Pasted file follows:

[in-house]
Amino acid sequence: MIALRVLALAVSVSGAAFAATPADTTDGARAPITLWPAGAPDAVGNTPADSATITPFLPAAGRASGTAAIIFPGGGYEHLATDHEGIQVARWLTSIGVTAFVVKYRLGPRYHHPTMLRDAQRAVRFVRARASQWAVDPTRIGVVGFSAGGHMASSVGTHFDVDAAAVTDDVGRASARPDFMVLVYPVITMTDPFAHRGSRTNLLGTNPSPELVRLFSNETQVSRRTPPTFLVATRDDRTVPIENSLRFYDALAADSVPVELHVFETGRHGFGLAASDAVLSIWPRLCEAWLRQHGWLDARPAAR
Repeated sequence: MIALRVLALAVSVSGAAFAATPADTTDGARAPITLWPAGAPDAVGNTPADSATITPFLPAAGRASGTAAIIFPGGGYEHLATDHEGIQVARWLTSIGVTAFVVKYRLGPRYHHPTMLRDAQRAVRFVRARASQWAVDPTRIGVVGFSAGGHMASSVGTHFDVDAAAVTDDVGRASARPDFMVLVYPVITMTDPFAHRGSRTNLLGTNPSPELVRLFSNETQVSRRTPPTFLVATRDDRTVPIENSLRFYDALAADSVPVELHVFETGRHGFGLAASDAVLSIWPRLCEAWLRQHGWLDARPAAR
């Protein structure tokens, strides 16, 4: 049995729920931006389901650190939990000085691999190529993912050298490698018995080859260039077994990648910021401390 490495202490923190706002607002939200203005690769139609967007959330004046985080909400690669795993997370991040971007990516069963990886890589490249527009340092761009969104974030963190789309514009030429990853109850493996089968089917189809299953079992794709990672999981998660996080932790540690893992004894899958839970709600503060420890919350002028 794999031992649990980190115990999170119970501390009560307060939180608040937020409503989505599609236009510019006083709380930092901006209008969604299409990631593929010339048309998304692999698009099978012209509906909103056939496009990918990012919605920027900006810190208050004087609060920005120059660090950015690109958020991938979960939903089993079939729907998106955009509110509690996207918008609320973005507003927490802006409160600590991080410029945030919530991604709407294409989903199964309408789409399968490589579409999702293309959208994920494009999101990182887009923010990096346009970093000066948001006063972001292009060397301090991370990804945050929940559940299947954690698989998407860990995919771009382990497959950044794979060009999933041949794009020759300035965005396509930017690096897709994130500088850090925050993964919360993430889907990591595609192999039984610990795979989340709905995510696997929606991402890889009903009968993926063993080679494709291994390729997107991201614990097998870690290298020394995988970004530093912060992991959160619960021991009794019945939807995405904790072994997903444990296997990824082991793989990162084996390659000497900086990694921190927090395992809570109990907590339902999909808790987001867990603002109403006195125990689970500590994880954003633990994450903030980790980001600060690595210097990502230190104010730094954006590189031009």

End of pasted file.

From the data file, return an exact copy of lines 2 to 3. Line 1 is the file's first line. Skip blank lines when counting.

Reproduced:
Amino acid sequence: MIALRVLALAVSVSGAAFAATPADTTDGARAPITLWPAGAPDAVGNTPADSATITPFLPAAGRASGTAAIIFPGGGYEHLATDHEGIQVARWLTSIGVTAFVVKYRLGPRYHHPTMLRDAQRAVRFVRARASQWAVDPTRIGVVGFSAGGHMASSVGTHFDVDAAAVTDDVGRASARPDFMVLVYPVITMTDPFAHRGSRTNLLGTNPSPELVRLFSNETQVSRRTPPTFLVATRDDRTVPIENSLRFYDALAADSVPVELHVFETGRHGFGLAASDAVLSIWPRLCEAWLRQHGWLDARPAAR
Repeated sequence: MIALRVLALAVSVSGAAFAATPADTTDGARAPITLWPAGAPDAVGNTPADSATITPFLPAAGRASGTAAIIFPGGGYEHLATDHEGIQVARWLTSIGVTAFVVKYRLGPRYHHPTMLRDAQRAVRFVRARASQWAVDPTRIGVVGFSAGGHMASSVGTHFDVDAAAVTDDVGRASARPDFMVLVYPVITMTDPFAHRGSRTNLLGTNPSPELVRLFSNETQVSRRTPPTFLVATRDDRTVPIENSLRFYDALAADSVPVELHVFETGRHGFGLAASDAVLSIWPRLCEAWLRQHGWLDARPAAR